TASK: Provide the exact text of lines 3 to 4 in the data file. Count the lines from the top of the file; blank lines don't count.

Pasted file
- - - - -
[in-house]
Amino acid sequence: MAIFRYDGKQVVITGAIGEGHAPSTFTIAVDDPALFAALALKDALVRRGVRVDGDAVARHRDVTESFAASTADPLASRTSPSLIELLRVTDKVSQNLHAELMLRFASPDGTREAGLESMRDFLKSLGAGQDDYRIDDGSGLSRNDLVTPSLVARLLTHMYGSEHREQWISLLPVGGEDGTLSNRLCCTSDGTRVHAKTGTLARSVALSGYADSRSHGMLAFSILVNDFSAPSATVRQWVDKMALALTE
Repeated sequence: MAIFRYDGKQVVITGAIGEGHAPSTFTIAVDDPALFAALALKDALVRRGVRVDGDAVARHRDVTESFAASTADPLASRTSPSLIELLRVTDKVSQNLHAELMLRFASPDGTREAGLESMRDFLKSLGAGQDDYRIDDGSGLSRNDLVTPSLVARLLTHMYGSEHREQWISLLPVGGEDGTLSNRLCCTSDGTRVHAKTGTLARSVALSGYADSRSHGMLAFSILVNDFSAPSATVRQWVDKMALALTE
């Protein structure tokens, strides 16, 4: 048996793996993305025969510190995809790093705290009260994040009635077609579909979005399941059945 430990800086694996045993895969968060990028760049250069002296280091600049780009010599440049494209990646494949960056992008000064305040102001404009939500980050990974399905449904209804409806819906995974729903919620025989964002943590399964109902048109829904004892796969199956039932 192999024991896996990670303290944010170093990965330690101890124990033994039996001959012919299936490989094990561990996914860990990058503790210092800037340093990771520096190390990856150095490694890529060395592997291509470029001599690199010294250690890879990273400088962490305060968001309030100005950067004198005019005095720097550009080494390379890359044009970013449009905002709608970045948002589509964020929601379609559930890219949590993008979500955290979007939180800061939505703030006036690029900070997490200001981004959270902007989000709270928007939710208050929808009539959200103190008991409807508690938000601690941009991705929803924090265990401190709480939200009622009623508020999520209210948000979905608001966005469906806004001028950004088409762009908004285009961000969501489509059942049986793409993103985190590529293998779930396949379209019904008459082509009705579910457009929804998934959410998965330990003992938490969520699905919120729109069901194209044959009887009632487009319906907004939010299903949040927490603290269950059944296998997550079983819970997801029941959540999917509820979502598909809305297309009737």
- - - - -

Repeated sequence: MAIFRYDGKQVVITGAIGEGHAPSTFTIAVDDPALFAALALKDALVRRGVRVDGDAVARHRDVTESFAASTADPLASRTSPSLIELLRVTDKVSQNLHAELMLRFASPDGTREAGLESMRDFLKSLGAGQDDYRIDDGSGLSRNDLVTPSLVARLLTHMYGSEHREQWISLLPVGGEDGTLSNRLCCTSDGTRVHAKTGTLARSVALSGYADSRSHGMLAFSILVNDFSAPSATVRQWVDKMALALTE
């Protein structure tokens, strides 16, 4: 048996793996993305025969510190995809790093705290009260994040009635077609579909979005399941059945 430990800086694996045993895969968060990028760049250069002296280091600049780009010599440049494209990646494949960056992008000064305040102001404009939500980050990974399905449904209804409806819906995974729903919620025989964002943590399964109902048109829904004892796969199956039932 192999024991896996990670303290944010170093990965330690101890124990033994039996001959012919299936490989094990561990996914860990990058503790210092800037340093990771520096190390990856150095490694890529060395592997291509470029001599690199010294250690890879990273400088962490305060968001309030100005950067004198005019005095720097550009080494390379890359044009970013449009905002709608970045948002589509964020929601379609559930890219949590993008979500955290979007939180800061939505703030006036690029900070997490200001981004959270902007989000709270928007939710208050929808009539959200103190008991409807508690938000601690941009991705929803924090265990401190709480939200009622009623508020999520209210948000979905608001966005469906806004001028950004088409762009908004285009961000969501489509059942049986793409993103985190590529293998779930396949379209019904008459082509009705579910457009929804998934959410998965330990003992938490969520699905919120729109069901194209044959009887009632487009319906907004939010299903949040927490603290269950059944296998997550079983819970997801029941959540999917509820979502598909809305297309009737």